Revolving fund

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A revolving fund is a fund or account that remains available to finance an organization's continuing operations without any fiscal year limitation, because the organization replenishes the fund by repaying money used from the account. Revolving funds have been used to support both government and non-profit operations.

In the case of revolving funds for a government project whose budget goes through annual parliamentary or other legislative appropriations that relate to a fiscal year then the unutilized balance may lapse after the close of the financial year. However it is restored the next year provided the agency concerned includes the amount in next year's appropriation.

Within federal and state governments, law establishes revolving funds. Revolving funds, established for the purpose of carrying out specific activities, institute a basis under which financing for the cost of goods or services furnished to or by a government agency originate. Revolving funds are to be replenished through charges made for such goods or services.

Revolving funds can be especially valuable for non-profit organizations because they afford both the donor and the non-profit significant advantages. Often a non-profit must announce a program, engage personnel, extend invitations or sign contracts well ahead of raising the donations or receiving the program revenue that will cover the costs. In such cases a revolving fund allows the non-profit to commit to programs early so that it can ensure professional execution and the program's success. The non-profit then can work to generate the revenue, donations, or other support that will repay the money spent.

There are several situations in which such funds would be particularly helpful. One example would be funding sources for historic preservation projects. A non-profit preservation organization would establish a fund to receive donations and other capital which is used by the organization to purchase endangered property which is then resold with easements. Some organizations also make loans for building renovations, which then replenish the revolving funds as those loans are repaid. The Providence Revolving Fund is one of the largest local revolving funds in the US.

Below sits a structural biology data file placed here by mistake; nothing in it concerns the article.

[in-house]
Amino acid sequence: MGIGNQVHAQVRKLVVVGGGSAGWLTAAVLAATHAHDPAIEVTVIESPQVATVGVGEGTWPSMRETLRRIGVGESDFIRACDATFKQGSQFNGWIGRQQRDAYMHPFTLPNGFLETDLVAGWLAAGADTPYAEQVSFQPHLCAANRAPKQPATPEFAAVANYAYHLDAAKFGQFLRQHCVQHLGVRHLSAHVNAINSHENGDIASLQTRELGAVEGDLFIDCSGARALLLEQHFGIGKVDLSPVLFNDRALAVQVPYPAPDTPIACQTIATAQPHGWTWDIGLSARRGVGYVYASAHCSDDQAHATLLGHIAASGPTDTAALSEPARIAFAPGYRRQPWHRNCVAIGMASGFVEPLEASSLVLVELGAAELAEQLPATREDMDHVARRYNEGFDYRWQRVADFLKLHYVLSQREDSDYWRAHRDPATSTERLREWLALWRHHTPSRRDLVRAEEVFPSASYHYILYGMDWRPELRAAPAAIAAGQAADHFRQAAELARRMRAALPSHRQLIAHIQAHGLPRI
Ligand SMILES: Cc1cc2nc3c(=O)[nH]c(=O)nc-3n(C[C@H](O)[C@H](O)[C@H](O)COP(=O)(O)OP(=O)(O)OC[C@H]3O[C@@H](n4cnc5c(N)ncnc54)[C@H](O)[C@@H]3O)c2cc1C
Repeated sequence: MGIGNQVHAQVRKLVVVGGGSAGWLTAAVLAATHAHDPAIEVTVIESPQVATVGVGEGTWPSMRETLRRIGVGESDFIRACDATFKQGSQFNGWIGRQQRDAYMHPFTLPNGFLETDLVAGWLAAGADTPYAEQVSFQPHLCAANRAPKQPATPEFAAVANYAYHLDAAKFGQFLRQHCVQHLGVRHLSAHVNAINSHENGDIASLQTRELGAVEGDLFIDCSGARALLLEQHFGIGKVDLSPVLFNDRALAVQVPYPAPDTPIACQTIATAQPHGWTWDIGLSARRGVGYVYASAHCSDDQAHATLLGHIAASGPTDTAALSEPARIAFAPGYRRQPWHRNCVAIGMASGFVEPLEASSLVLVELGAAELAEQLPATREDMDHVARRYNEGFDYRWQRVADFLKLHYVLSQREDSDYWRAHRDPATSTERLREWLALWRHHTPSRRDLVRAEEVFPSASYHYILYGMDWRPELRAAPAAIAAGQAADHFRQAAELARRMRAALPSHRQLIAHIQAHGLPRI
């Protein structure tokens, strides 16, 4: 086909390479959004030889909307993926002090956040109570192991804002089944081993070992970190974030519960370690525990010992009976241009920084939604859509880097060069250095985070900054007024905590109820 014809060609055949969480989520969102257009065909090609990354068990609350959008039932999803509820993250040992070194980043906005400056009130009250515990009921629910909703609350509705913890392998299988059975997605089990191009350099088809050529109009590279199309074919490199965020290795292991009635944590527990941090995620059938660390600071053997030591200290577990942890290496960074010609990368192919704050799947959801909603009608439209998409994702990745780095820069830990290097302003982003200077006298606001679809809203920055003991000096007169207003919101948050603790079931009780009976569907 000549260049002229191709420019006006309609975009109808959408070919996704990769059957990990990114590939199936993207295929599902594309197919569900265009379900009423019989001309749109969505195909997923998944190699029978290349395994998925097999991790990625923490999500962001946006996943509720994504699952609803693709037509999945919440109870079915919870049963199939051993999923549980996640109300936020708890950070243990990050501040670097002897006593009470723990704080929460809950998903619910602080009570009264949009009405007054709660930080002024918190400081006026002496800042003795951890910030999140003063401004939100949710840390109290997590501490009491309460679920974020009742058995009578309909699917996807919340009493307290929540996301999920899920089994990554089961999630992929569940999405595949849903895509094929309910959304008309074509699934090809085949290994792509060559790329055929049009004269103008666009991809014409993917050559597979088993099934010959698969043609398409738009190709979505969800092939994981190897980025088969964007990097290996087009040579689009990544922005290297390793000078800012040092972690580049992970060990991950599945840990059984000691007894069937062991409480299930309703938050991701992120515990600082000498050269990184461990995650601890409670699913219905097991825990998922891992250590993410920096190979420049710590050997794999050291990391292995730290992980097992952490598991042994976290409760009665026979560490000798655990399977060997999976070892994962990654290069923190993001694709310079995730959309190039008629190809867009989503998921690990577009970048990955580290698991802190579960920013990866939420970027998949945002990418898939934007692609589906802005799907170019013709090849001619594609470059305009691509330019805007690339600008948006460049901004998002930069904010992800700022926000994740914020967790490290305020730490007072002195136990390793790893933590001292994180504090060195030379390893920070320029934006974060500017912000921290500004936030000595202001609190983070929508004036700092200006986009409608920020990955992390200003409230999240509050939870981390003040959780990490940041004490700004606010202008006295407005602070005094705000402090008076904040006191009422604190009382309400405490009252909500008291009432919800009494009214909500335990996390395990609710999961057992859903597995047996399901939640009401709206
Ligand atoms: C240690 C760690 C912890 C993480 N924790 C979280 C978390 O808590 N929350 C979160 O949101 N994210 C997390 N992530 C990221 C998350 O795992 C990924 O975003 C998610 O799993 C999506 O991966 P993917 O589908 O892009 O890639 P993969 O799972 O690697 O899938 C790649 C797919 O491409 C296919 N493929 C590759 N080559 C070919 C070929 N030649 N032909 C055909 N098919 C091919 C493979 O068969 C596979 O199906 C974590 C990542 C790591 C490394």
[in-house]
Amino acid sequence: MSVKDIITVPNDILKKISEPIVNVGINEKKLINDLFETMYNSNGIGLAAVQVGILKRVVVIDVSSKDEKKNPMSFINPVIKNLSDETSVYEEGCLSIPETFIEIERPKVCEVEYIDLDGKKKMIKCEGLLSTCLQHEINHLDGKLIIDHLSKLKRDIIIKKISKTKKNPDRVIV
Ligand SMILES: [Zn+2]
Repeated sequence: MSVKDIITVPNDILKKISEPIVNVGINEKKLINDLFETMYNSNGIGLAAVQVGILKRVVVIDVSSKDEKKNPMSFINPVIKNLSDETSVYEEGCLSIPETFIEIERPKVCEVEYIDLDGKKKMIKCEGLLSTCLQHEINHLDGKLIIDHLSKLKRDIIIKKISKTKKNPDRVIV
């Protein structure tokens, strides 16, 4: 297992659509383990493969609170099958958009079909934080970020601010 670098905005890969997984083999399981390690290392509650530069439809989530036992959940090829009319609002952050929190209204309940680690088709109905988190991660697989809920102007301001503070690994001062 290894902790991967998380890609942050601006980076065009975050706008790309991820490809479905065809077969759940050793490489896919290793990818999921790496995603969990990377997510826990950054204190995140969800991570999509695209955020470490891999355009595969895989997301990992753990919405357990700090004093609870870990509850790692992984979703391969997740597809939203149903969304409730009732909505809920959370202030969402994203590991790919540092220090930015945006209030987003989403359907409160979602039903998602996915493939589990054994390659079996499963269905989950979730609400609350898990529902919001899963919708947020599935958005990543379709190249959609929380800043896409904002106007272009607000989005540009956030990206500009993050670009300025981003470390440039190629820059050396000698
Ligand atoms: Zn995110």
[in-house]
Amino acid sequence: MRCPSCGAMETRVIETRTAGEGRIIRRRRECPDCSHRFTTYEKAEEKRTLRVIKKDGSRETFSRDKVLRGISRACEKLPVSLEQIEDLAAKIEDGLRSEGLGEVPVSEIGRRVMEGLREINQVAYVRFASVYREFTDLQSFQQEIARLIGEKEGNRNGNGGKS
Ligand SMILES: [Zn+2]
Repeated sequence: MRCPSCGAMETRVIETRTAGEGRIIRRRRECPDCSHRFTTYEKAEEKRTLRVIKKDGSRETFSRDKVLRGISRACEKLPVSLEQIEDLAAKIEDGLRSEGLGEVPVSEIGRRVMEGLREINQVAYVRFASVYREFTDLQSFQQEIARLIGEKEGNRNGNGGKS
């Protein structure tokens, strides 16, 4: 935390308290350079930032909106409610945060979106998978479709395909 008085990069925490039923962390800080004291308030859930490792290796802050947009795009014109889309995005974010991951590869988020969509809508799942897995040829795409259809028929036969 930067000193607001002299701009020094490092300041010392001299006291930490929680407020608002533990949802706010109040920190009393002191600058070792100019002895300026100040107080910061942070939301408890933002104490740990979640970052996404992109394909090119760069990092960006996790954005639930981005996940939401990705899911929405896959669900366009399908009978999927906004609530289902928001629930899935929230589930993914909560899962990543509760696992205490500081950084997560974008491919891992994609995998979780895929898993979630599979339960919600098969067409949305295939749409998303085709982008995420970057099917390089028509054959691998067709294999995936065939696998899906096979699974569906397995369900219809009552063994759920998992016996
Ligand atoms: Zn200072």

Another example would be a revolving fund established to provide support for programs that require a long-term commitment for planning well ahead of the non-profit's fund raising cycle. By accessing money in the revolving fund, the non-profit can commit to the project, including signing contracts or issuing invitations, knowing that funding is available from the revolving fund. As the project is funded through donations or through revenue the project may generate, the funds can be repaid to the revolving fund. This ensures the fund is available for future programming.

Such a revolving fund offers several advantages to the donor. The donor's commitment is limited and the gift can be restricted for the sole purpose of supporting the program(s) for which it is intended. At the same time the funds committed to a revolving fund may be multiplied several fold as the non-profit repays money it may have taken from the fund. The non-profit will have a great incentive to repay the money to the revolving fund, in order to continue to enjoy the advantages of the revolving fund for future years.

United States government[edit]

According to "A Glossary of Terms Used in the Federal Budget Process",[1] a revolving fund is established by Congress to finance a cycle of businesslike operations through amounts received by the fund. A revolving fund charges for the sale of products or services and uses the proceeds to finance its spending, usually on a self-sustaining basis.


  1. ^ "A Glossary of Terms Used in the Federal Budget Process" (PDF). GAO. September 2005.

External links[edit]

  • A Glossary of Terms Used in the Federal Budget Process, United States Government Accountability Office, September 2005 [1]
  • A Revolving Fund used in Sustainable Development [2]